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Alot of improvements depends on why you are doing them. If you are selling the house and you think installing Home theater will help you sell it, I think that is a bad investment, whereas, you might not and Home theaters are a big selling point in the area of the U.S. where you live.
However, Kitchen makeovers, garage makeovers may be the ticket because everyone (esp. women) wants a nice kitchen, and all guys want a nice garage. Am I wrong here? But, don't invest too much if you are planning on selling. If you plan on staying there, do it right the first time.
Hank
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wrote:

Yes. DH cares more about the kitchen than I do, since he's a foodie and I couldn't care less. Neither of us cares about the garage. All that's in it is the cars and the deck furniture and camping gear during the winter. When we bought the house it didn't have a garage. We only built one because it snows 5-6 months of the year and we got tired of scraping off the cars. What do you keep in yours that "all guys" care about?
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wrote:

it's not what's kept in the garage,it's the ability to USE the garage as a workspace;to maintain and service autos,and for other DIY projects. Hobbies,construction projects,etc. Stuff you would not usually do inside your home. A garage is just not a "place to keep stuff".
By "nice garage",I believe they mean one that is clean,well- lit,uncluttered,with a workbench and tools easily accessible,with organized storage for oils,paints,materials,etc. Just having a "nice" garage floor can make cleanup easier.
--
Jim Yanik
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wrote:

As for "construction" projects, I do all of them in the house, since it's always work on the house. Can't exactly fit the house in the garage.
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wrote:

perhaps your DH is the exception to the -general- rule. (*I* wouldn't have used "all guys".) ;-) There's always someone who doesn't go by the usual standards. Doesn't make it wrong,just different.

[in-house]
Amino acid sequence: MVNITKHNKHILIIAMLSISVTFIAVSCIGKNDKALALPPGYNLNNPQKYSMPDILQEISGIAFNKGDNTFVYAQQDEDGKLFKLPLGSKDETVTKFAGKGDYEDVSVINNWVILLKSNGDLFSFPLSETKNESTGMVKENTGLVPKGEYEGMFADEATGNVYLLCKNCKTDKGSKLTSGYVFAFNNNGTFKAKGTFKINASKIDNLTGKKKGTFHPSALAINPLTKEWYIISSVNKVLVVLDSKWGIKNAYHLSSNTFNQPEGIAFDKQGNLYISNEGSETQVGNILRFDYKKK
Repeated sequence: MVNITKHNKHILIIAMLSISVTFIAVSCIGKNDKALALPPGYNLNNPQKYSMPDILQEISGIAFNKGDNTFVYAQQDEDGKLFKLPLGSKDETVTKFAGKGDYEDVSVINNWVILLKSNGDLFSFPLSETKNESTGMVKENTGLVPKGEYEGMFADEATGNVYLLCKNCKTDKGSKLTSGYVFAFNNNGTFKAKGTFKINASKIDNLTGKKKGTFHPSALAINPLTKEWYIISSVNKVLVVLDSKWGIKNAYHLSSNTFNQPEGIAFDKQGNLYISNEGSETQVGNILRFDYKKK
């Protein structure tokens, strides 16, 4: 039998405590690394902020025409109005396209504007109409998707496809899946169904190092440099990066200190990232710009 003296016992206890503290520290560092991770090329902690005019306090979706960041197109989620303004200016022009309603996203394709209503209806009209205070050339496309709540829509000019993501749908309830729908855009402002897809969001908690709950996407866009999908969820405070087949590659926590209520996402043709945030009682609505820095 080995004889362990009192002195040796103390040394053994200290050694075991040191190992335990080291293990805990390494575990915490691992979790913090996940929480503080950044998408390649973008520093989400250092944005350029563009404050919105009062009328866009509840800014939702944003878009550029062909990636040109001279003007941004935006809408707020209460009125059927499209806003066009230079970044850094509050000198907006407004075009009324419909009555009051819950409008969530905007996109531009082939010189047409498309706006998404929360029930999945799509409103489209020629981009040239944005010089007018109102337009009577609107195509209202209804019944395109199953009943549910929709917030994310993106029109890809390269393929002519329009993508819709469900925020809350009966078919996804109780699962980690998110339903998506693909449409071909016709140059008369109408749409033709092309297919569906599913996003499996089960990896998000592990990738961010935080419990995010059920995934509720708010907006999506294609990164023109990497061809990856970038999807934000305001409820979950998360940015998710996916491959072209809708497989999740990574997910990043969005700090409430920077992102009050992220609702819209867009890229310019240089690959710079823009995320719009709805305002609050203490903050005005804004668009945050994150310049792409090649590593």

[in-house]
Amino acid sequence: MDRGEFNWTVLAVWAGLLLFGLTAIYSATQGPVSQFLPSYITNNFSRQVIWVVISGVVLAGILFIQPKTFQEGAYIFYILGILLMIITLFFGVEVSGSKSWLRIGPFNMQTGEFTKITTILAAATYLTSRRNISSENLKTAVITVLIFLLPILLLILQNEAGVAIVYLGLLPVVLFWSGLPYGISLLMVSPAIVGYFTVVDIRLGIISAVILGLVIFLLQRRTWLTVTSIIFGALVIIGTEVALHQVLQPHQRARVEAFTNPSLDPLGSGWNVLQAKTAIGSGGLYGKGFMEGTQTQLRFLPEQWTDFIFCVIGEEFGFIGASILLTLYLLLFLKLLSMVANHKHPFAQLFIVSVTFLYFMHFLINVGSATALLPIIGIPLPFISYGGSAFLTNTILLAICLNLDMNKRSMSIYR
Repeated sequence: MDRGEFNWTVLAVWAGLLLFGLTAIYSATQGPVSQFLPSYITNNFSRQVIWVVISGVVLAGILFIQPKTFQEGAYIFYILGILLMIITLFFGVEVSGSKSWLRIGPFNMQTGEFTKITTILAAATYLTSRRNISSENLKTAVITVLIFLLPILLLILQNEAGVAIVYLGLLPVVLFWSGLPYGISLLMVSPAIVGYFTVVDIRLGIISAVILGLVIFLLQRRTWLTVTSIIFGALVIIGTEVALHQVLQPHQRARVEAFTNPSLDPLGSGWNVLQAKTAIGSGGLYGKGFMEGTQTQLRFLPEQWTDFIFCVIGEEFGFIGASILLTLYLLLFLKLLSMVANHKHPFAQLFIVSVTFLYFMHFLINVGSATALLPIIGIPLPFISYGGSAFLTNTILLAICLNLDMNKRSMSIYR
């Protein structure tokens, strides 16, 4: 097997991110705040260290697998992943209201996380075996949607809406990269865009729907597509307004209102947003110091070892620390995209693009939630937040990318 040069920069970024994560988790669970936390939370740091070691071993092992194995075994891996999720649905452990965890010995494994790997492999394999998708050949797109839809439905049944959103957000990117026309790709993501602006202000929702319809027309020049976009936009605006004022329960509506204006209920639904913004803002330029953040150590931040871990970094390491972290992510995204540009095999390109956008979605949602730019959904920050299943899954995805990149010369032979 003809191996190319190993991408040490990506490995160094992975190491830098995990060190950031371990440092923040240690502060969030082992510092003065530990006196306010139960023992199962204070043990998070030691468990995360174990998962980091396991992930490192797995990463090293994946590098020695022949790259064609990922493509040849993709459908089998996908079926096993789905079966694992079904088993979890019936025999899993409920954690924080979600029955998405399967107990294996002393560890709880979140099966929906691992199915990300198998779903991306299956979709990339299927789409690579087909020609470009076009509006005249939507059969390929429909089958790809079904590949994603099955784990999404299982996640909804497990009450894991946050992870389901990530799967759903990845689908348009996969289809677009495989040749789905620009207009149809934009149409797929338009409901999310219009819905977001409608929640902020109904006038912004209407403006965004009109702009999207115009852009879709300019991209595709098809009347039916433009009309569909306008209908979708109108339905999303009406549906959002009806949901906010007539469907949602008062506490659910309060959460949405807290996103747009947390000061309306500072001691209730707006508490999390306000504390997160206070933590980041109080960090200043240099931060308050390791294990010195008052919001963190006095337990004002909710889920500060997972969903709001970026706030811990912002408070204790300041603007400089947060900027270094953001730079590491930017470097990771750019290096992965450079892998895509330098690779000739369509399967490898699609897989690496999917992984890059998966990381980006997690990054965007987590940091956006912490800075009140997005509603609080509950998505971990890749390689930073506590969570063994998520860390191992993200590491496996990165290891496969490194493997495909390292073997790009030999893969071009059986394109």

BTW,"construction projects" might include building a cabinet or shelves for inside the house,or a wine rack.Doing it in the garage keeps the mess,noise and fumes there instead of in your house.Plus,you can do bigger projects than will go through your house doors,and still get them outside thru the garage door. Heck,some people keep a nice garage so their kids can play in there,less wear and tear on the house.
--
Jim Yanik
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Ah...the stuff I do in the driveway, so I can sweep up the crap and not have it flying up into the air in the garage. And our neighbors are so far away I can do this at 6am (if there's enough light) and not bother anyone. I SOOO wish we had a barn, but they knocked it down 100 years ago when they built the "new" one about 200 yards further away from the house. It's still there. The parcel we own is just the 200 year old house and a bit over an acre including the stream. The real land (600+ acres) was sold with all the adjacent parcels when they broke up the farm in the 70s. We've only been here since 1985. But, we're the first people to own this house who were not direct descendants of the Dutch settlers who built it! The side road is named for the family of the woman from whom we bought the house. She gave us a bunch of photos of the different stages/configurations of the house going back to the 1890s. Great wall art! Was also very useful to the architect every time we made changes to the structure!